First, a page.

Appellant’s submissions

[6] The appellant in his very brief submissions stated that he simply wanted to be released on bail due to his medical condition and wanted the investigating officer to provide him with the bail proceedings as stating in his notice of appeal.







Respondent’s submissions

[7] Mr Andreas in his submissions stated that it has not been been demonstrated that the court a quo exercised its judicial discretion wrongly or injudiciously. The court of appeal will only interfere if the court acted fide or did not apply its mind.

[8] He submitted further that the learned magistrate in her ruling further expressed herself that:

‘…having considered the evidence and the arguments, it seems to me that the fear that the applicants might commit further crimes is a relevant factor when considering whether bail should be refused on the basis that it is in the interest of the public or the administration of justice that the accused be retained in custody pending his trial. It is evident before this court that the applicants started off with offence of theft and migrated to a more serious offence of housebreaking with intent to steal and theft. The court should weigh the personal circumstances of the applicant as well as the interest of society to determine whether he is fit to be granted bail. It is quite obvious that the applicants have a thread of cases behind them and nothing in their personal circumstances proved that they will not commit similar offences’.

[9] He finally submitted that the appellant has shown a high propensity to commit similar offences’ and that his release would not be in the interest of justice and there is no reason for the appeal court to interfere with the ruling of the trial court.

[10] The Appellant’s brief submissions stating that he simply wanted to be released on bail due to his medical condition and wanted the investigating officer to provide him with the bail proceedings as stating in his notice of appeal is no way a clear ground of appeal as required by Rule 67(1) of the Magistrate’s Court rules. Even if we take it to be noteworthy for the reasons that appellant is lay and could not craft his grounds as required by law, one cannot lose sight that the appellant did not made mention or pointed out of any misdirection or that the court a quo exercised its judicial discretion wrongly or injudiciously. The court of appeal will only interfere if the court acted fide or did not apply its mind.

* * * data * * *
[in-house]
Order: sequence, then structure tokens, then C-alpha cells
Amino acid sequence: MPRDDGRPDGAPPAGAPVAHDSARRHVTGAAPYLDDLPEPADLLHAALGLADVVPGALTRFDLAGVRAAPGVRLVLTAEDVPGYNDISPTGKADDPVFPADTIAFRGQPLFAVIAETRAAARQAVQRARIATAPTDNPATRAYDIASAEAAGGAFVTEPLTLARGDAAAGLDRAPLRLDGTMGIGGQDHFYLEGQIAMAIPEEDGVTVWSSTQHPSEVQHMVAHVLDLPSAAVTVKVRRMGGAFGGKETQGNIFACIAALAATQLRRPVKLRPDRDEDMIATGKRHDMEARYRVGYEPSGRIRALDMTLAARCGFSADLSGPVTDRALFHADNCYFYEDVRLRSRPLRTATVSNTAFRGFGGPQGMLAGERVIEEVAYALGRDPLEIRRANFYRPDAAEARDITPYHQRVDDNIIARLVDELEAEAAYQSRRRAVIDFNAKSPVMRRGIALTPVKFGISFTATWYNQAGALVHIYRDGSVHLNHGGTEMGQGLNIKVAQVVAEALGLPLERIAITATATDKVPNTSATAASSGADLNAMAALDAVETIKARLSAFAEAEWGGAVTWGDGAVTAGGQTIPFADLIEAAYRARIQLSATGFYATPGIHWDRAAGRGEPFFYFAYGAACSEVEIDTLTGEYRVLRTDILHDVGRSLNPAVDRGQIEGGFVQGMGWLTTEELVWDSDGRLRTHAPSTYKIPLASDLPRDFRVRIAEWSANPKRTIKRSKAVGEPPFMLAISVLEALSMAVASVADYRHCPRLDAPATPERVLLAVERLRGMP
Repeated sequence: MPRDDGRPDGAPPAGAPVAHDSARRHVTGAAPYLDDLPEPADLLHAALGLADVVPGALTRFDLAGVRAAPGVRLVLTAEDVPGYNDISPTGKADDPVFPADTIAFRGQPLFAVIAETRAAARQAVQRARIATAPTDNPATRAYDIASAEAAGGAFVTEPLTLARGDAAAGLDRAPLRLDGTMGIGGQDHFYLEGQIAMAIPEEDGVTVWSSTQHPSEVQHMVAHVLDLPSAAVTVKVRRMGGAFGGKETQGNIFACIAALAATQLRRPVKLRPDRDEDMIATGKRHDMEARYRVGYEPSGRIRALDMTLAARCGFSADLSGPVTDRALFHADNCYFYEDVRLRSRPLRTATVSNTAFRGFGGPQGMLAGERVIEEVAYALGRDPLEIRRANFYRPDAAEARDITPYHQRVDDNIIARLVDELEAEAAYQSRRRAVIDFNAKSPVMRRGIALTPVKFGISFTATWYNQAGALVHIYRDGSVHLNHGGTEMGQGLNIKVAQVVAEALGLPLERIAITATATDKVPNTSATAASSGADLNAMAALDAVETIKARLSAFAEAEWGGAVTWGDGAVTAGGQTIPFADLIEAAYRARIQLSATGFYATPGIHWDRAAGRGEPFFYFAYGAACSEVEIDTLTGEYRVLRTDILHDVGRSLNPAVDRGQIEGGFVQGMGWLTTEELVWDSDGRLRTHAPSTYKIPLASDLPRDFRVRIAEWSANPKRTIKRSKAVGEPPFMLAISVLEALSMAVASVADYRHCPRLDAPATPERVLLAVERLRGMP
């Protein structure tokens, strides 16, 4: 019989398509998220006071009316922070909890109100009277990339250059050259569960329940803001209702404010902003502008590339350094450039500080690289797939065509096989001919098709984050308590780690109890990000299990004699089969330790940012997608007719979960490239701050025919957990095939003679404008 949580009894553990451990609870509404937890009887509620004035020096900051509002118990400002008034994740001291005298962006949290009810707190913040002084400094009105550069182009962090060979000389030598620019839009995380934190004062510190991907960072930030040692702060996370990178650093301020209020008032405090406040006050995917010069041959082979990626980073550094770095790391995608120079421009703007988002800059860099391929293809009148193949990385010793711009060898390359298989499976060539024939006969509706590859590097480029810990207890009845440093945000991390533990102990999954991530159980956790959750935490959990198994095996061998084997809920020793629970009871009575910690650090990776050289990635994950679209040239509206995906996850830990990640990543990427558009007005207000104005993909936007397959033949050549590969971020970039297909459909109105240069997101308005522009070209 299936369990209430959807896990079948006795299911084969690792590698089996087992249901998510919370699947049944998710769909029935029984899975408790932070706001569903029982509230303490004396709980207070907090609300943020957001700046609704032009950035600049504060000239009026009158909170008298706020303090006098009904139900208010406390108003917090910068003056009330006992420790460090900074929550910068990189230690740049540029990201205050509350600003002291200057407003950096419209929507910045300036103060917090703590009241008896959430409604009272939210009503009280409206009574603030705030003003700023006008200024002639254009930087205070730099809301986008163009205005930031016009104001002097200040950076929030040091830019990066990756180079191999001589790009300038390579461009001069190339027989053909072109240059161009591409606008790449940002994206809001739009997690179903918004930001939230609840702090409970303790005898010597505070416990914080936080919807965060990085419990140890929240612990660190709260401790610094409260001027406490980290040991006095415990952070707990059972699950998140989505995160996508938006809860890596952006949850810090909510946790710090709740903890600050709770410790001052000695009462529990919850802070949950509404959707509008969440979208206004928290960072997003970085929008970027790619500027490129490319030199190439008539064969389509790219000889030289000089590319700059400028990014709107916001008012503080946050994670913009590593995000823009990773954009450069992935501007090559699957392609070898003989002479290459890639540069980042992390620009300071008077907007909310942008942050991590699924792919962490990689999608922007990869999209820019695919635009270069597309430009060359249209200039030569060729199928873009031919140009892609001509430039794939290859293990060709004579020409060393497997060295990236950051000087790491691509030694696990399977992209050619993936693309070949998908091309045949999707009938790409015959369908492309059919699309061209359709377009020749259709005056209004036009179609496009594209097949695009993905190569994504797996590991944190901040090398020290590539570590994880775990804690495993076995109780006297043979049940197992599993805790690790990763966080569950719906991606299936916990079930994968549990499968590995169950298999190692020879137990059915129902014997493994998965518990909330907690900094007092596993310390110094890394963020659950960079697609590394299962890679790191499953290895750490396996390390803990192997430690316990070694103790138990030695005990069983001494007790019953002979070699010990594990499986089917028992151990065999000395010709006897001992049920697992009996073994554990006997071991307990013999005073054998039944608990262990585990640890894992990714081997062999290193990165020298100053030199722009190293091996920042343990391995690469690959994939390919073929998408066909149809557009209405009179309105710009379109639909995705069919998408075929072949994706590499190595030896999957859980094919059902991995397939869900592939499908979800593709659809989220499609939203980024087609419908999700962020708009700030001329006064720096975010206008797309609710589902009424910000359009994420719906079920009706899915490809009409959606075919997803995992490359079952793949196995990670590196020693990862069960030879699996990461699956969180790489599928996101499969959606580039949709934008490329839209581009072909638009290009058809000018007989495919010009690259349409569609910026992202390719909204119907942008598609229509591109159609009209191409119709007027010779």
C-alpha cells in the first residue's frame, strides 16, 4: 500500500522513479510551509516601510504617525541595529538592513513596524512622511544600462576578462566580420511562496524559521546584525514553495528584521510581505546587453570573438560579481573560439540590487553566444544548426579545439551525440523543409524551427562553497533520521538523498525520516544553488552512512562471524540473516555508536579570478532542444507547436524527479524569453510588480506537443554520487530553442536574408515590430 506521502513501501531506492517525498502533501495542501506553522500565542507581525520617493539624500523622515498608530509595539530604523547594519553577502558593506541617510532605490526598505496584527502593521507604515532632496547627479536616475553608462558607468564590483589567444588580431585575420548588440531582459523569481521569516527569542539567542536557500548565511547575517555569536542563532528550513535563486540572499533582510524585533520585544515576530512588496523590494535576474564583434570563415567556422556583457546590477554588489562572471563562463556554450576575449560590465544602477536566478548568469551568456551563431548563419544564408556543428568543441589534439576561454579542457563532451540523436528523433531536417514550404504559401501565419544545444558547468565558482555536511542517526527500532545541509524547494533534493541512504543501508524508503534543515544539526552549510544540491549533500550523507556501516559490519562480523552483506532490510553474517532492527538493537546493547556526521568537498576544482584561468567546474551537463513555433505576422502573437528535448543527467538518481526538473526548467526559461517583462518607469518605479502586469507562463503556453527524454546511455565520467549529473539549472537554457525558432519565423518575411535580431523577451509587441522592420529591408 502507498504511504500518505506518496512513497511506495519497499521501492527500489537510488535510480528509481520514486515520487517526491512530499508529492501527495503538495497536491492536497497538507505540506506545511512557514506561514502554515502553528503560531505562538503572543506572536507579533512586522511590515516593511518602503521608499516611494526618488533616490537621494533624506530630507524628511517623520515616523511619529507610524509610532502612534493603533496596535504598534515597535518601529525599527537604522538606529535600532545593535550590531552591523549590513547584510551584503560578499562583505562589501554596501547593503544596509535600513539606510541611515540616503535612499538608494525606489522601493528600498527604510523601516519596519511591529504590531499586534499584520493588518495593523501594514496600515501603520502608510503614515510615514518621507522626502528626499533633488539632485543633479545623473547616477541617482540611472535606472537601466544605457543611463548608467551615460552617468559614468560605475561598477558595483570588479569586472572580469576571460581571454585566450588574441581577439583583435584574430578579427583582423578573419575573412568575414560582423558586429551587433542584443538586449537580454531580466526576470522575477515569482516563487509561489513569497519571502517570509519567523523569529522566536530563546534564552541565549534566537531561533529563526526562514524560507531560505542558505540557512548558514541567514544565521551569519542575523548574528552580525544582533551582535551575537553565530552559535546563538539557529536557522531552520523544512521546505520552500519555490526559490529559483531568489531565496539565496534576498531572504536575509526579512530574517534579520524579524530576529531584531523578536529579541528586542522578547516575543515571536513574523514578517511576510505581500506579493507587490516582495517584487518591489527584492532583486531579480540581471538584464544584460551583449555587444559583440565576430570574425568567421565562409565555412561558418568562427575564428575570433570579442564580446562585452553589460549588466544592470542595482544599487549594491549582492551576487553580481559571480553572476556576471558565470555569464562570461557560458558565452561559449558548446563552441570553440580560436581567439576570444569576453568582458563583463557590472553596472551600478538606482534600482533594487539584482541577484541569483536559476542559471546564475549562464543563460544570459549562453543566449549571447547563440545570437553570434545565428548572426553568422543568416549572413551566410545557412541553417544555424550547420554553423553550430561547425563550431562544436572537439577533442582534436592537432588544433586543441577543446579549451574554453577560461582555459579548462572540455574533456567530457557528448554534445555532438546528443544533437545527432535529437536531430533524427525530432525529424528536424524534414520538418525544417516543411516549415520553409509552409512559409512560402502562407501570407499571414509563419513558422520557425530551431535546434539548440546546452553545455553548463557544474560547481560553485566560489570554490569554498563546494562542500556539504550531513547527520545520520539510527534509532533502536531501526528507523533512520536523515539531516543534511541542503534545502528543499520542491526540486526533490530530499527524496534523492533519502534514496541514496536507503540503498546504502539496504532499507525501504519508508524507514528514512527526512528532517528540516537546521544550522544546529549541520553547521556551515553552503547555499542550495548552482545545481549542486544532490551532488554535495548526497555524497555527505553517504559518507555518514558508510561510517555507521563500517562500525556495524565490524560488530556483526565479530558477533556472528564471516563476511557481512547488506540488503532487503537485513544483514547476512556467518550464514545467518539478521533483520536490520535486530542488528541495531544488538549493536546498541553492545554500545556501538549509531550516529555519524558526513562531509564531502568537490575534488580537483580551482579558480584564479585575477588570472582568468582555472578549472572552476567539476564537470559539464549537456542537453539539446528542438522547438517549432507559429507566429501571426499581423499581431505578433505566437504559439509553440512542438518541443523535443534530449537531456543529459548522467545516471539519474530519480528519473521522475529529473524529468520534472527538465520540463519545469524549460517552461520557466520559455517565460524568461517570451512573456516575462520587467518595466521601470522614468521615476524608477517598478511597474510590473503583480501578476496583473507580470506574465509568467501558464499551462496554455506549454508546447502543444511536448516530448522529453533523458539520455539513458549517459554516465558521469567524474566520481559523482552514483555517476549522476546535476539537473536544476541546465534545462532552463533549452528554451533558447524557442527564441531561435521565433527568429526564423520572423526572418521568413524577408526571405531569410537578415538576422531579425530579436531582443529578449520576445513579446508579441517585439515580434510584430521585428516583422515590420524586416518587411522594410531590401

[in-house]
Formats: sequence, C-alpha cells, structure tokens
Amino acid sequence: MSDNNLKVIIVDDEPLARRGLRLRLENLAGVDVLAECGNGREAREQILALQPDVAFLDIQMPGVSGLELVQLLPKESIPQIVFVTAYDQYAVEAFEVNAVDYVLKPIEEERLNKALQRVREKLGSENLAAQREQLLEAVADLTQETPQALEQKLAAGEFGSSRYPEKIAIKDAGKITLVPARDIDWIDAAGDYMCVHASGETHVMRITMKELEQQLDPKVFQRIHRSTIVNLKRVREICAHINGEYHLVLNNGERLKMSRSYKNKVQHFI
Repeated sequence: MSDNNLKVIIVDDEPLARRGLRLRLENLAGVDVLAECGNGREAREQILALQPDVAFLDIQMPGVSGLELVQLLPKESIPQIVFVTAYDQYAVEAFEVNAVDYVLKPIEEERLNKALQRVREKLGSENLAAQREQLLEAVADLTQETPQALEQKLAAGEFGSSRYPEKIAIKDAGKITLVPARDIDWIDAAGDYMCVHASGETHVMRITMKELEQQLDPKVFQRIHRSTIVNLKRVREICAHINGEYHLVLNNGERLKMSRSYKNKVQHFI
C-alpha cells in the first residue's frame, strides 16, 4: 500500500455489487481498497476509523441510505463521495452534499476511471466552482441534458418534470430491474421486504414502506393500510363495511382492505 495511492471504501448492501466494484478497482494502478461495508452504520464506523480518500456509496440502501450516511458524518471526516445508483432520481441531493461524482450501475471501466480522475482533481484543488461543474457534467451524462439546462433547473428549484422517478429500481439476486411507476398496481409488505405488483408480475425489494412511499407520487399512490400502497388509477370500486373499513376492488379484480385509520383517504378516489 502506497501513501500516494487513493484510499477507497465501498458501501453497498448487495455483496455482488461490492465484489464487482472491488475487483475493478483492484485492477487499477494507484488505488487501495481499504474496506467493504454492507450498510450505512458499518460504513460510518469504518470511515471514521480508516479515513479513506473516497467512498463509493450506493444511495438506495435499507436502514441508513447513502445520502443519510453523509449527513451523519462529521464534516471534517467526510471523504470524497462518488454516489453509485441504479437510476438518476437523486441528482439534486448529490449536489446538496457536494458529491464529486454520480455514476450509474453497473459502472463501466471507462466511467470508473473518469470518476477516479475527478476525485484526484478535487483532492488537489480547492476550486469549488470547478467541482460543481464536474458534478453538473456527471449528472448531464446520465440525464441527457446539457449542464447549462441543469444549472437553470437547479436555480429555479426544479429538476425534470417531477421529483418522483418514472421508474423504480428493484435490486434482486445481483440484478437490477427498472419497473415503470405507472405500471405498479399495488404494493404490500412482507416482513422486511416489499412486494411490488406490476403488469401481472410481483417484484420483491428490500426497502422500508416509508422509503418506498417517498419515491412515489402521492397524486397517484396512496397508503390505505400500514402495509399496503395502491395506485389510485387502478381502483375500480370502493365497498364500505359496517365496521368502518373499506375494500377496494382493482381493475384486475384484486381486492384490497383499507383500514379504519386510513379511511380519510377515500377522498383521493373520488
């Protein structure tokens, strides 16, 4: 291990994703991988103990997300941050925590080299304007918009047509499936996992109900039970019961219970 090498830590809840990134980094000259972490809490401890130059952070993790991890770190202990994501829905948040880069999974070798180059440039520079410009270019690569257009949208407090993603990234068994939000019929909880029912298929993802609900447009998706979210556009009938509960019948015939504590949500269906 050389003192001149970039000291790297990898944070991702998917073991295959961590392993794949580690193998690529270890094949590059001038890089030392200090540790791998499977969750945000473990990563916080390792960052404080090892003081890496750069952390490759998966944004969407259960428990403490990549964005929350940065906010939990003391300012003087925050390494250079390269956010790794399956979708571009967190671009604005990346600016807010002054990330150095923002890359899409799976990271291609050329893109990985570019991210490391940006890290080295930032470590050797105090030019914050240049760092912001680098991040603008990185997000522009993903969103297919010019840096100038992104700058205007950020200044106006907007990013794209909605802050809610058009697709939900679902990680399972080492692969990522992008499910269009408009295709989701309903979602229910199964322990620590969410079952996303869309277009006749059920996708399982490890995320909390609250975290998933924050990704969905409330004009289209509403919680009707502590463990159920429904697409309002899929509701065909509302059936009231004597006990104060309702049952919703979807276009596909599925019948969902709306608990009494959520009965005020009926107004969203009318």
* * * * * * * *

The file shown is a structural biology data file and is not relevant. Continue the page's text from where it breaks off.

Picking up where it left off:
[11] The rules provide in simple and unambiguous language that the appellant must lodge his notice of appeal in writing in which he must set out “clearly and specifically” the grounds on which the appeal is based. The purported grounds which the appellant relies on are no grounds at all and his submissions in this court are rather another application of appellant to be released on bail by this court. The requirements as set out in rule 67(1) of the Magistrates Court rules have not been met.

[12] Even if I extend our hand to assist the appellant (as I did) and accept that his grounds of appeal or his submissions in court are noteworthy and can be considered on appeal, the process of bail proceedings and the reasons of the magistrate in court a quo are candidly clear and compelling for this court not to interfere with the ruling of the trial court. In her ruling, the magistrate illustrated and applied her mind on the legal principles related to bail. She also narrated to what was proven on the balance probabilities that; there is fear that the applicants might commit further crimes, as appellant has propensity to commit similar crimes; the basis that it is in the interest of the public or the administration of justice that the accused be retained in custody pending his trial is a relevant factor when considering whether bail should be refused or not. She further stated that evident before the court proved that the applicants started off with offence of theft and migrated to a more serious offence of housebreaking with intent to steal and theft. She also weighed the personal circumstances of the applicant as well as the interest of society to determine whether applicants are fit to be granted bail. It was obvious to her that the applicants having a thread of cases behind them and nothing in their personal circumstances proved that they will not commit similar offences, she denied the applicants bail.

[13] The appellant did not make any reference to anything as to where the magistrate did wrong or misdirected herself on. Basically, appellant’s grounds are senseless and cannot be adjudicated on.



[14] In the end, this court concluded that the court a quo exercised its judicial discretion judiciously. The court of appeal will only interfere if the court acted fide or did not apply its mind and that is not the case in this case.

[15] In the result the appeal is dismissed.





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M Namweya

Acting Judge





APPEARANCES:



FOR THE APPELLANT: W Gaeseb

Of Tsumeb Police Station Holding Cells, Tsumeb



FOR THE RESPONDENT: J Andreas

Office of the Prosecutor-General, Oshakati